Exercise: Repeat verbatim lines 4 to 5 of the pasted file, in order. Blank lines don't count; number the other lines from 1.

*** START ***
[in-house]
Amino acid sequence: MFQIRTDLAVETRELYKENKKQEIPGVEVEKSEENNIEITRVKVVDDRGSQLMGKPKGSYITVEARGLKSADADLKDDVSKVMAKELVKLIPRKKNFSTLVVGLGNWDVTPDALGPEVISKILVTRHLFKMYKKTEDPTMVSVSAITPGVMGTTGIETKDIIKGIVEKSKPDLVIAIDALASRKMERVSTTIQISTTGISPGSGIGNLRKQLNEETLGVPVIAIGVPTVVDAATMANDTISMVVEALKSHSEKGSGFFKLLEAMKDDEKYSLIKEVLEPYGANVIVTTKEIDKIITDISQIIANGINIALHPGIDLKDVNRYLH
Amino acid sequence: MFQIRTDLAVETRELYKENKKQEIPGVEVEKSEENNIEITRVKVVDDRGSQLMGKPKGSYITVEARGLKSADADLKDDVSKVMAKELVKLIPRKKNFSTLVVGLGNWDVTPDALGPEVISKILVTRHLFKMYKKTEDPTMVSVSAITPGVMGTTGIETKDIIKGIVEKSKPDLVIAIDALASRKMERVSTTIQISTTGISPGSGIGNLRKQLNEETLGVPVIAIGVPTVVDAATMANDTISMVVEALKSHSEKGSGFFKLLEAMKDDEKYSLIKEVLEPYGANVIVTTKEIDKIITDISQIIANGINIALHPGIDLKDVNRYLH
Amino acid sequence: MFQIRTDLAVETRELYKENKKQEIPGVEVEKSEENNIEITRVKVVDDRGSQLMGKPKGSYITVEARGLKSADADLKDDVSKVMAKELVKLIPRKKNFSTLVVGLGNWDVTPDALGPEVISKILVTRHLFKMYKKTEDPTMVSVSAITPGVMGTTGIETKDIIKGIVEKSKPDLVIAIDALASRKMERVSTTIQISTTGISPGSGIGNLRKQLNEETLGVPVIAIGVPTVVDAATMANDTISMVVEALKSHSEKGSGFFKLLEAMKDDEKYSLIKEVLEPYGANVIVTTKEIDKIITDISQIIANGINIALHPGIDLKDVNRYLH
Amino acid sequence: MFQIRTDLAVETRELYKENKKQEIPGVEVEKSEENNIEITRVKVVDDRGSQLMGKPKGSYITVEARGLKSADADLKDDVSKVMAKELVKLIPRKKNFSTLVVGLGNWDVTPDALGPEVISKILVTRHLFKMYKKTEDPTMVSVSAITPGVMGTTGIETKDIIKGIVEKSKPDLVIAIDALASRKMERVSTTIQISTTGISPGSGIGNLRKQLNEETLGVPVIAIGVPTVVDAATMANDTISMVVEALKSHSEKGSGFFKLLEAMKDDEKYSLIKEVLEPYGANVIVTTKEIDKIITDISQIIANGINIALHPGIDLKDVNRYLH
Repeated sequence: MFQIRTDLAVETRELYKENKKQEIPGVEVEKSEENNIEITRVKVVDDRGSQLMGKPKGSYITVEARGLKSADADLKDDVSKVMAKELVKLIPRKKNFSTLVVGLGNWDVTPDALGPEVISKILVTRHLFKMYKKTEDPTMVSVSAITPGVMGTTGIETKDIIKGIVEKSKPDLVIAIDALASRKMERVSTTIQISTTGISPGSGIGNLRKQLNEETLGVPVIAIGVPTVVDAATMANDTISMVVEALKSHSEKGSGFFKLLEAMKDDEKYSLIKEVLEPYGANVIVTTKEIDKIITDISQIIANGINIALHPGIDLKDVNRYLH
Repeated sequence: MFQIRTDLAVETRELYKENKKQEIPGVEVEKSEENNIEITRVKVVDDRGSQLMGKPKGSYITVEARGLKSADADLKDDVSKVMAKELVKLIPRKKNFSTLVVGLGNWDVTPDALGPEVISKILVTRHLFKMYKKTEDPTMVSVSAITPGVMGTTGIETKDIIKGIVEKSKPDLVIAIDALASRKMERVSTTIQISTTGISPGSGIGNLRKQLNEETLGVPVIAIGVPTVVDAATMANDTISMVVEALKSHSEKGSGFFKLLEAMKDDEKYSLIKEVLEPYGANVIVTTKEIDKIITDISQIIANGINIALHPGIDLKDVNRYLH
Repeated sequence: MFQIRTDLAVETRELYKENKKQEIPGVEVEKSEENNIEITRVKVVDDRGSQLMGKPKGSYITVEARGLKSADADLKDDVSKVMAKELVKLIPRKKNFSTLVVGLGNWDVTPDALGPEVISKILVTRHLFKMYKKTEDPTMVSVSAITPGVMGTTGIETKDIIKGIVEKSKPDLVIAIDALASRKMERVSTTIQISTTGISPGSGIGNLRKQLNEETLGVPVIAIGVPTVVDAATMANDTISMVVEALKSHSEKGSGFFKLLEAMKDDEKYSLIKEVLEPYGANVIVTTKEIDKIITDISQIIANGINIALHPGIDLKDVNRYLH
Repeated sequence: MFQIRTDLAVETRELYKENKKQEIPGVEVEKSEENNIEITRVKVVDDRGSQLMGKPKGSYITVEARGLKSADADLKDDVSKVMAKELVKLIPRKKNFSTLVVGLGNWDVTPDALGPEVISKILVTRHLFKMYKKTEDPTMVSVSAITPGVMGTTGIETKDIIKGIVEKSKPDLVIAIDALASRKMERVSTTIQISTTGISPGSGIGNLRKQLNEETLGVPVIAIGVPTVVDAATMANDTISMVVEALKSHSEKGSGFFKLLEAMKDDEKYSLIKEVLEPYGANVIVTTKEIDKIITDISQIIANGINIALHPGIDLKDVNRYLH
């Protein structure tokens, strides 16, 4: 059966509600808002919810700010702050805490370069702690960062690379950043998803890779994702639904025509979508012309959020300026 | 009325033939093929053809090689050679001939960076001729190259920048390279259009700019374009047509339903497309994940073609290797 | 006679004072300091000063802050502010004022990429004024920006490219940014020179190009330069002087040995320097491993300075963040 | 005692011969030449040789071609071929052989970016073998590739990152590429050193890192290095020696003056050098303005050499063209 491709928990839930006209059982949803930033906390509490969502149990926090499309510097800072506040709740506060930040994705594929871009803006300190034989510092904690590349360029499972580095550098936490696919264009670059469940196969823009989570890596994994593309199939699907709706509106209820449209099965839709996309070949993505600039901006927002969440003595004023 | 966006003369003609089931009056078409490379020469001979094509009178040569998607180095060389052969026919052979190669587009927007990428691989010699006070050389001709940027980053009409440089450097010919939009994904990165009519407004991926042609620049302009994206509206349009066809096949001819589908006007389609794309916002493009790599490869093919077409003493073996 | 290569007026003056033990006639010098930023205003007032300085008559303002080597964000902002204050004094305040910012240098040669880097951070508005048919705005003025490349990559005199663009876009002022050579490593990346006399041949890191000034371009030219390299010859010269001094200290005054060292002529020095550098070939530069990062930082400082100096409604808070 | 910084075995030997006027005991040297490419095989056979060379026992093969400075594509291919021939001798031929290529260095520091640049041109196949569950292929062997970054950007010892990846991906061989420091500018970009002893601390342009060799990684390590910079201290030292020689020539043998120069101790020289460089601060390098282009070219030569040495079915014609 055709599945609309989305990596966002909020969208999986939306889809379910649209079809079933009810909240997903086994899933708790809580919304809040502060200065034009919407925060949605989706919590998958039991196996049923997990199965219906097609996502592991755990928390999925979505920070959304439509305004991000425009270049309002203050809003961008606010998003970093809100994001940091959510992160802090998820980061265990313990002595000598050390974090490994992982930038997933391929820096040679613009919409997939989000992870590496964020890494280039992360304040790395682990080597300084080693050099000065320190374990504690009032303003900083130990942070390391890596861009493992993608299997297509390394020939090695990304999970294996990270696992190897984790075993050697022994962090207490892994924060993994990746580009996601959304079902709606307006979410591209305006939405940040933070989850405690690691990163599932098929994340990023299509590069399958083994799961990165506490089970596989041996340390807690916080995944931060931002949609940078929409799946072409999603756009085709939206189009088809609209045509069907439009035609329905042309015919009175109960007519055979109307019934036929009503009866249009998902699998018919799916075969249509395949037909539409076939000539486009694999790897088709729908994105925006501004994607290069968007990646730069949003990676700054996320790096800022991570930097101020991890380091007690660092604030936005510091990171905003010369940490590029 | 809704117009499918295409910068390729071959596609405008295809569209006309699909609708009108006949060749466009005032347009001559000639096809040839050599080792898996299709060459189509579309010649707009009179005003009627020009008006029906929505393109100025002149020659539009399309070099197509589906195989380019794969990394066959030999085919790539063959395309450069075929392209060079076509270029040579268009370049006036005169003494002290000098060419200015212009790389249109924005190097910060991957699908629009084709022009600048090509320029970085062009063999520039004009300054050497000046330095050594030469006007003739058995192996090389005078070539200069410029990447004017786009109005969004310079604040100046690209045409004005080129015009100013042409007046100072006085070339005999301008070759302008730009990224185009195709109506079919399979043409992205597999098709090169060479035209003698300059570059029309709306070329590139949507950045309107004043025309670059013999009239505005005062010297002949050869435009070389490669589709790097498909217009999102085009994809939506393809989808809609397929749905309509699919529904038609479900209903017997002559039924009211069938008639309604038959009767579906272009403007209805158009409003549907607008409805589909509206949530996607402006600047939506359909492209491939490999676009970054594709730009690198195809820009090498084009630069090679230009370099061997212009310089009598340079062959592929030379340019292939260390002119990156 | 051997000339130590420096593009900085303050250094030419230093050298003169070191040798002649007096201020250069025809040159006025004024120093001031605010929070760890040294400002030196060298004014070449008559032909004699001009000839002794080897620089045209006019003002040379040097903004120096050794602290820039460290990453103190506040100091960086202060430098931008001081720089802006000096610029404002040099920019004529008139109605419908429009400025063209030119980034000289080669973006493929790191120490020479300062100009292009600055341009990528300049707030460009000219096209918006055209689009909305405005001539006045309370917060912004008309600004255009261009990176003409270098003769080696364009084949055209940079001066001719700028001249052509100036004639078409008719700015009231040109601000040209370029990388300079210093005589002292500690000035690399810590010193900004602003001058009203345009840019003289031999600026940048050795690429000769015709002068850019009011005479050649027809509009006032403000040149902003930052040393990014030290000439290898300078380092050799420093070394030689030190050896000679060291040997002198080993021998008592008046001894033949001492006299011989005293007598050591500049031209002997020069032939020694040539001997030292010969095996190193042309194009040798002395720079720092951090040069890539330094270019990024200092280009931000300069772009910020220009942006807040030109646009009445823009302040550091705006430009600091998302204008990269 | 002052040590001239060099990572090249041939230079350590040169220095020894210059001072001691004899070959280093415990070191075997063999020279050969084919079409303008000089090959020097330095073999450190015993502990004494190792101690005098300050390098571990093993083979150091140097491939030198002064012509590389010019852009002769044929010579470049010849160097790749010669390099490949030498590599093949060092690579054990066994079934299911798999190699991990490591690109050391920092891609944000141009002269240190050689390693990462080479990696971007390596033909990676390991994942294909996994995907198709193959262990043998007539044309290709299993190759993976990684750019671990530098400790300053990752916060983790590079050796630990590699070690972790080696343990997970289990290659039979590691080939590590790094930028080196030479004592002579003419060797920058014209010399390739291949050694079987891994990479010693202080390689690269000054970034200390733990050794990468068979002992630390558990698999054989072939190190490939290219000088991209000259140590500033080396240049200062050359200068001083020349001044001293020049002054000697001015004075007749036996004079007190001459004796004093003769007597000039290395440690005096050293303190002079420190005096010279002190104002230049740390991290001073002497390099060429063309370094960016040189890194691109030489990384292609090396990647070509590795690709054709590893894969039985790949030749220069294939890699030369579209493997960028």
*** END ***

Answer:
Amino acid sequence: MFQIRTDLAVETRELYKENKKQEIPGVEVEKSEENNIEITRVKVVDDRGSQLMGKPKGSYITVEARGLKSADADLKDDVSKVMAKELVKLIPRKKNFSTLVVGLGNWDVTPDALGPEVISKILVTRHLFKMYKKTEDPTMVSVSAITPGVMGTTGIETKDIIKGIVEKSKPDLVIAIDALASRKMERVSTTIQISTTGISPGSGIGNLRKQLNEETLGVPVIAIGVPTVVDAATMANDTISMVVEALKSHSEKGSGFFKLLEAMKDDEKYSLIKEVLEPYGANVIVTTKEIDKIITDISQIIANGINIALHPGIDLKDVNRYLH
Amino acid sequence: MFQIRTDLAVETRELYKENKKQEIPGVEVEKSEENNIEITRVKVVDDRGSQLMGKPKGSYITVEARGLKSADADLKDDVSKVMAKELVKLIPRKKNFSTLVVGLGNWDVTPDALGPEVISKILVTRHLFKMYKKTEDPTMVSVSAITPGVMGTTGIETKDIIKGIVEKSKPDLVIAIDALASRKMERVSTTIQISTTGISPGSGIGNLRKQLNEETLGVPVIAIGVPTVVDAATMANDTISMVVEALKSHSEKGSGFFKLLEAMKDDEKYSLIKEVLEPYGANVIVTTKEIDKIITDISQIIANGINIALHPGIDLKDVNRYLH